Jamie Roberts believes France’s last-gasp 32-30 victory over Wales was one of the greatest matches that the Guinness Six Nations has ever seen.
Wales looked to have a second Grand Slam in three years wrapped up with five minutes left on the clock in Paris, with Wayne Pivac’s side ten points to the good and sitting pretty, before 14-man France performed miracles to steal the win at the death.
It was 80 minutes of pure drama at Stade de France, with four tries within the opening 20 minutes, as well as two game-changing scores at the death, with four cards dished out by referee Luke Pearce to top it off.
And the nonstop action left Roberts, who helped Wales to back-to-back Championships in 2012 and 2013, in awe of what he had just witnessed, like most of us watching at home.
“That’s the fastest my heart has ever beaten, that last ten minutes – have you ever seen a Six Nations finish like that,” Roberts said on BBC post-match.
“For me that’s one of the greatest Six Nations games that I’ve ever witnessed, and I think the majority of people watching will ever witness in this tournament.
“It had everything, it had tries from the off. The opening quarter of an hour we had four tries.
“It had disallowed tries, it had cards, two yellows, one red, and that finish – we’ve never seen that.”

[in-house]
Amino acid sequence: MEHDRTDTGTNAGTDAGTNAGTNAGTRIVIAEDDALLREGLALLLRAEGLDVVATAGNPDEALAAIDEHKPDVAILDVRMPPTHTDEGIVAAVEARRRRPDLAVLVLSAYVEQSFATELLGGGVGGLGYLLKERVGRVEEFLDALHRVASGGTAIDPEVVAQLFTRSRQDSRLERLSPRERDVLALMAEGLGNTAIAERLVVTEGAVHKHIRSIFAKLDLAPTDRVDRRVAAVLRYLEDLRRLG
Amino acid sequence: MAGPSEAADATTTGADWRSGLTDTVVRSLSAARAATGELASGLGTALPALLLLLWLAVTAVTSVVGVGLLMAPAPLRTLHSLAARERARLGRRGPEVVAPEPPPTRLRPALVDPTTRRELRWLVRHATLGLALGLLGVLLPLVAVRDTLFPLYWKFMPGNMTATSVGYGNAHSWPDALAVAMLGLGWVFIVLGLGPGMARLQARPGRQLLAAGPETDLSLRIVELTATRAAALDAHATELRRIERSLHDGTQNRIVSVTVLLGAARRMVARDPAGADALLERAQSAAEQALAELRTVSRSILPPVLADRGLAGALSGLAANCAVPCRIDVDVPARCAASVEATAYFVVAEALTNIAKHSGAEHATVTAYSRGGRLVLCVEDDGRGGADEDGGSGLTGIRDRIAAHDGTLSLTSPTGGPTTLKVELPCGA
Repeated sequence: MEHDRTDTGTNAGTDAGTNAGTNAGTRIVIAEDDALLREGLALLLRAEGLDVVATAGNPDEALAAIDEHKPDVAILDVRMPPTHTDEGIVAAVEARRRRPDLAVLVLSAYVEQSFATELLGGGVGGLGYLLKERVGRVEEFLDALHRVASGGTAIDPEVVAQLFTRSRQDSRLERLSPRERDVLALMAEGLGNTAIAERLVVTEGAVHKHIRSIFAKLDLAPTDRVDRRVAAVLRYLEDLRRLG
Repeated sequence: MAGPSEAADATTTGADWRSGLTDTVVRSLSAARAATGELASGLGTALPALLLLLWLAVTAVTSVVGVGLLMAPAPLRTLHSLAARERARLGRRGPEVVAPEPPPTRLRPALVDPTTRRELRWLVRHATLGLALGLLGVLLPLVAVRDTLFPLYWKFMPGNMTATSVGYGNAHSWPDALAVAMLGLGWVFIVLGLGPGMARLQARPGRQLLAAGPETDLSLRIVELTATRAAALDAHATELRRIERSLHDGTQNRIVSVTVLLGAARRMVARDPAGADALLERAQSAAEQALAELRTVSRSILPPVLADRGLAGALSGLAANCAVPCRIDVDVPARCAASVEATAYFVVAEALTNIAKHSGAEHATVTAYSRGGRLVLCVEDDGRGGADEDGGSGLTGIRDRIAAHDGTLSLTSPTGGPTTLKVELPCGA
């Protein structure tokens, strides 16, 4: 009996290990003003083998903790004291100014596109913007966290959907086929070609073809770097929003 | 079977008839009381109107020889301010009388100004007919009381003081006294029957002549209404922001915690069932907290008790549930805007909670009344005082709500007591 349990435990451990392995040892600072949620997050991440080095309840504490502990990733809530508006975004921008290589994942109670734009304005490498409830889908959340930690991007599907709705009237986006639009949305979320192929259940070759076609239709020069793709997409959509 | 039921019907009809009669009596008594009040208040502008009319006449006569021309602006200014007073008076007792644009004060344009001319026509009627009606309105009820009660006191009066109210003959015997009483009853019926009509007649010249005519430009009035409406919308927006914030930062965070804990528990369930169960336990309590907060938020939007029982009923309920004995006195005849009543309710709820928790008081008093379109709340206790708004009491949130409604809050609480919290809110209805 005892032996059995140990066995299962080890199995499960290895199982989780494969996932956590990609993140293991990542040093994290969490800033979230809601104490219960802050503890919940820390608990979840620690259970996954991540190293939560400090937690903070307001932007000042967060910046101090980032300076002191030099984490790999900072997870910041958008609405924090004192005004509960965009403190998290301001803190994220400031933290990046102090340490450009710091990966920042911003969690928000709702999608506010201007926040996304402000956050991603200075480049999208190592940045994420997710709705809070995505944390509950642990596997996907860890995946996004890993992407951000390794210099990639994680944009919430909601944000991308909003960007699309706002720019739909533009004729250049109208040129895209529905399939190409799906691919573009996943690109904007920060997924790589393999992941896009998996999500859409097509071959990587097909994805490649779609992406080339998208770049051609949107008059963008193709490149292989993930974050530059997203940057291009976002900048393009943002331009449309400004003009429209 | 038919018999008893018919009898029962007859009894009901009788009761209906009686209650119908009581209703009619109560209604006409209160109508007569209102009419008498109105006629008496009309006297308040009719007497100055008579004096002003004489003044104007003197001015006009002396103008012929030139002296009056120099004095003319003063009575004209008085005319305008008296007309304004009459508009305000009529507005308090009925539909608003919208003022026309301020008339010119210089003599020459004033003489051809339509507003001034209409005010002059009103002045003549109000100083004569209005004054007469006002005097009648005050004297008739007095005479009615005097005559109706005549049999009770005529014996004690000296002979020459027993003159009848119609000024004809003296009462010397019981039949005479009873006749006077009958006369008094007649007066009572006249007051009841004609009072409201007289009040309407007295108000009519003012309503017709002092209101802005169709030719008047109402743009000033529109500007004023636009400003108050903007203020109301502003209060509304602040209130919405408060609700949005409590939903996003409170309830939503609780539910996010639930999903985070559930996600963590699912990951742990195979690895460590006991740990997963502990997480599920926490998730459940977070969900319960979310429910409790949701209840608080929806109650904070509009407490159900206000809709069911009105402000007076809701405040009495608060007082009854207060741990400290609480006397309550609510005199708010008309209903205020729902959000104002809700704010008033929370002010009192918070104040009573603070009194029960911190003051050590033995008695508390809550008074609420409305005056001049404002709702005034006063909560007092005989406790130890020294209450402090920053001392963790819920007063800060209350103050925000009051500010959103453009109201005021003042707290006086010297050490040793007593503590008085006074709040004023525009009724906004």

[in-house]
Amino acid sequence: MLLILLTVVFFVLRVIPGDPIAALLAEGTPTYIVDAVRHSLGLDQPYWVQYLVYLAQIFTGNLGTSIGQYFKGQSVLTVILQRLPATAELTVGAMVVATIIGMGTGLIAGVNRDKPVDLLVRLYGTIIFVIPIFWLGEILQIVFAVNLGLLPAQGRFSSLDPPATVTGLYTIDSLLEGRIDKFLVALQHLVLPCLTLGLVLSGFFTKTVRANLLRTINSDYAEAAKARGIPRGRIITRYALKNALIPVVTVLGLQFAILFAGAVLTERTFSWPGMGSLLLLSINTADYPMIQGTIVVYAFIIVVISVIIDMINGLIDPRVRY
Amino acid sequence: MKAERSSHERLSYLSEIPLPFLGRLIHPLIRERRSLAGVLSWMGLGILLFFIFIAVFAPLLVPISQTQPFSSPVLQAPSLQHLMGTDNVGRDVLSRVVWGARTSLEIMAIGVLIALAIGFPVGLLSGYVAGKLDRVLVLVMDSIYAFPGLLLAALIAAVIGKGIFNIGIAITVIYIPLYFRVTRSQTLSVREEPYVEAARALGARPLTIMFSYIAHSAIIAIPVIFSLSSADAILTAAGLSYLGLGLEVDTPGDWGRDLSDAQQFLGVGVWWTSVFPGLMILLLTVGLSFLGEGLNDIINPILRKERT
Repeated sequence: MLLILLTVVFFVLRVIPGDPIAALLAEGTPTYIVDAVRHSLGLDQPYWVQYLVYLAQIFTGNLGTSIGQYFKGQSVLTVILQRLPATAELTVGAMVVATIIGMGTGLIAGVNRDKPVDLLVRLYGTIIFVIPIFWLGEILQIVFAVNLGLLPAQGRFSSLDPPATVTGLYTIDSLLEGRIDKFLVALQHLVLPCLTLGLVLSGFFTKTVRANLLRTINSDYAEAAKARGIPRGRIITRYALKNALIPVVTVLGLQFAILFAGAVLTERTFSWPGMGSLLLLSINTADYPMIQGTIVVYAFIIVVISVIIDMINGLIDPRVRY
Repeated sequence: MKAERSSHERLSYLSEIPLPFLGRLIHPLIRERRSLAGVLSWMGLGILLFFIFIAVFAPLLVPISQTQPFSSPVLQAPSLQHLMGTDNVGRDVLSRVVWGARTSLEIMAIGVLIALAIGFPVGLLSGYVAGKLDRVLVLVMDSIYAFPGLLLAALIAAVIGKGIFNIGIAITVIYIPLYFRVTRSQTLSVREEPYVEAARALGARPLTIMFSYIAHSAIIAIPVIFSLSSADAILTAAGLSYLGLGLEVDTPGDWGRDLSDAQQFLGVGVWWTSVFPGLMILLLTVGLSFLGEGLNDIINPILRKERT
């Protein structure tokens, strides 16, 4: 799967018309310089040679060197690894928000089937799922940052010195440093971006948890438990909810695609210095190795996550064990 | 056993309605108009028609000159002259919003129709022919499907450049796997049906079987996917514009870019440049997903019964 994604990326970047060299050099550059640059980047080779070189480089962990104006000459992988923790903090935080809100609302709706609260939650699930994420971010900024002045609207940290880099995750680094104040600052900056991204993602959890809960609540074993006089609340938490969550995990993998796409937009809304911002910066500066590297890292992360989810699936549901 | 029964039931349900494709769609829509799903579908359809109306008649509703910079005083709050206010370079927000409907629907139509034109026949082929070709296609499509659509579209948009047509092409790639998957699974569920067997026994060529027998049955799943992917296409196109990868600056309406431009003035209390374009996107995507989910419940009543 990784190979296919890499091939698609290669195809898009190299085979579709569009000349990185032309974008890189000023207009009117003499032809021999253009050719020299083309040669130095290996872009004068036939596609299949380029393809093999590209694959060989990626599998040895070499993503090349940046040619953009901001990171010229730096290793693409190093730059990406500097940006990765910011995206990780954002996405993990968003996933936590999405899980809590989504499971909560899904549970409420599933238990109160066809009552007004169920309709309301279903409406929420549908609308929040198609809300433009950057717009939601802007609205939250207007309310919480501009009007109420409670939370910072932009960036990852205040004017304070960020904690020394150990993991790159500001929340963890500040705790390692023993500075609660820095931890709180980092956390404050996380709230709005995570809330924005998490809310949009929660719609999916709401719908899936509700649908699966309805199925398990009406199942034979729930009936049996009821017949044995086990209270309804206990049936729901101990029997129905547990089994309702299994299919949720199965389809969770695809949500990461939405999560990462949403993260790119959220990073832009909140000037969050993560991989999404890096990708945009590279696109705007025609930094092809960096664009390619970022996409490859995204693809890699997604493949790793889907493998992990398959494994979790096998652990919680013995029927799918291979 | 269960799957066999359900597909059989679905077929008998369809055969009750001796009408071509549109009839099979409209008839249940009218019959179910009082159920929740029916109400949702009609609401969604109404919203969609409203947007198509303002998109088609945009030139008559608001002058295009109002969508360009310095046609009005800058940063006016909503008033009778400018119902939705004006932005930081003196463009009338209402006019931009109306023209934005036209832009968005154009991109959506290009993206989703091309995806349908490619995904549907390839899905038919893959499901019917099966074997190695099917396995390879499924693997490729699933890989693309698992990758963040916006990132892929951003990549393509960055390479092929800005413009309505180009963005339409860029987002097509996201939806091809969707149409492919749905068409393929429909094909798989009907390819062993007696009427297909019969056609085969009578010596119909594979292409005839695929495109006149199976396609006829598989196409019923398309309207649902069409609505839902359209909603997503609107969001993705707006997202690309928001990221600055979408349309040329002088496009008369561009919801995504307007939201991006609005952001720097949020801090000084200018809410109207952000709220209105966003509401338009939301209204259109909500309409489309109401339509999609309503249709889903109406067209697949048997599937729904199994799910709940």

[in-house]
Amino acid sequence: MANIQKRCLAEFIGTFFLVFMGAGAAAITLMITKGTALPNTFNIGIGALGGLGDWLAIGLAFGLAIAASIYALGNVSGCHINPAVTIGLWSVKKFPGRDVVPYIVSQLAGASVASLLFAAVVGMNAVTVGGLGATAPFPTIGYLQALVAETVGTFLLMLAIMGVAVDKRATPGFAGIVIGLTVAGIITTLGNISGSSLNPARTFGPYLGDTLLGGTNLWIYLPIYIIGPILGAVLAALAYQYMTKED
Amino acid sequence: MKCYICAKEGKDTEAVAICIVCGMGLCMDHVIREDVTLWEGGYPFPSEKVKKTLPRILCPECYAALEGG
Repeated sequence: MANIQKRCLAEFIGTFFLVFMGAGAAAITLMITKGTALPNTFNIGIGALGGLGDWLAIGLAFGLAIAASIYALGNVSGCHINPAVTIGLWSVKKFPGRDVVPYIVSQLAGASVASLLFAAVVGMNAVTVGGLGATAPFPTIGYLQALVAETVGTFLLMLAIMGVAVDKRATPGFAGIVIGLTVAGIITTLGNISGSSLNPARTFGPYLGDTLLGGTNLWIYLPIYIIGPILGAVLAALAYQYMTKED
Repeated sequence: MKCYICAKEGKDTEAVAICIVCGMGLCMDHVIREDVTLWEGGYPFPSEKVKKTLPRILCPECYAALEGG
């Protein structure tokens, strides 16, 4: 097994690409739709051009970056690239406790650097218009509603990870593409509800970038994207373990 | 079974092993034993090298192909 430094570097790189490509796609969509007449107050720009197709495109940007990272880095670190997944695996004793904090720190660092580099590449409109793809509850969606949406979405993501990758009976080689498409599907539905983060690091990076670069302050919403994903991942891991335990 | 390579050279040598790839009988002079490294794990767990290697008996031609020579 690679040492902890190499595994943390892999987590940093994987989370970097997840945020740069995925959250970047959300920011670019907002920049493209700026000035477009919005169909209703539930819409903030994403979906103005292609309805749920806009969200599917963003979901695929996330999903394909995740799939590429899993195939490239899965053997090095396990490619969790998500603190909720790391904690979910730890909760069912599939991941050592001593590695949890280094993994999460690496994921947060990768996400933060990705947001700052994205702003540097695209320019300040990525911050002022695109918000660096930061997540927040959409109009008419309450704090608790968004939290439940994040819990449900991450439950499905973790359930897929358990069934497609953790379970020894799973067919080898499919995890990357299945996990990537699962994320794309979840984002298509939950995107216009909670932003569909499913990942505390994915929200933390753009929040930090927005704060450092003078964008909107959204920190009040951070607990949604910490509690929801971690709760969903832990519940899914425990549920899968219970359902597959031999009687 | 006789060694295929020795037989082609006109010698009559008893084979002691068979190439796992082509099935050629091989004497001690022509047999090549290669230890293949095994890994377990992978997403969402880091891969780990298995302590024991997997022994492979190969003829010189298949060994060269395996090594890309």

Less than quarter of the game had been played and we had already seen Dan Biggar and Josh Navidi cross for the visitors, while Romain Taofifénua and Antoine Dupont went over for the hosts, but that turned out to be just an appetiser of what was to come as the clock ticked down in the French capital.
Josh Adams looked to have swung the tie very much in Wales’ favour with another score just after the break, with the 2019 Grand Slam champions ready to toast another unbeaten Championship after Paul Willemse saw red around the hour mark.
But even with 14 men, Les Bleus were relentless in their attack, and weren’t willing to give up on the 2021 Guinness Six Nations title without a fight, as they fought tooth and nail to get back into the game, forcing Taulupe Faletau and Liam Williams to be shown yellows card in their desperate attempts to keep them at bay.
And against 13 men the pressure was relentless on the Welsh try line, with Charles Ollivon crossing with four minutes to go to set up a grandstand finish, with hearts in mouths from Cardiff to Wrexham as the game sat on a knife edge.
As the clock went red Wales were still champions with a three-point victory in their grasp but were soaking up wave after wave of French attack, and their man disadvantage eventually told in the dying seconds as Brice Dulin crossed to break Welsh hearts, and leave the Championship in the balance until France face Scotland this coming Friday.
Fabien Galthie’s side will need to score four tries and win by more than 20 points to secure a first title since 2010 in six days’ time, but whatever happens in Paris, it will be hard-pressed to beat what was one of the all-time great Championship matches.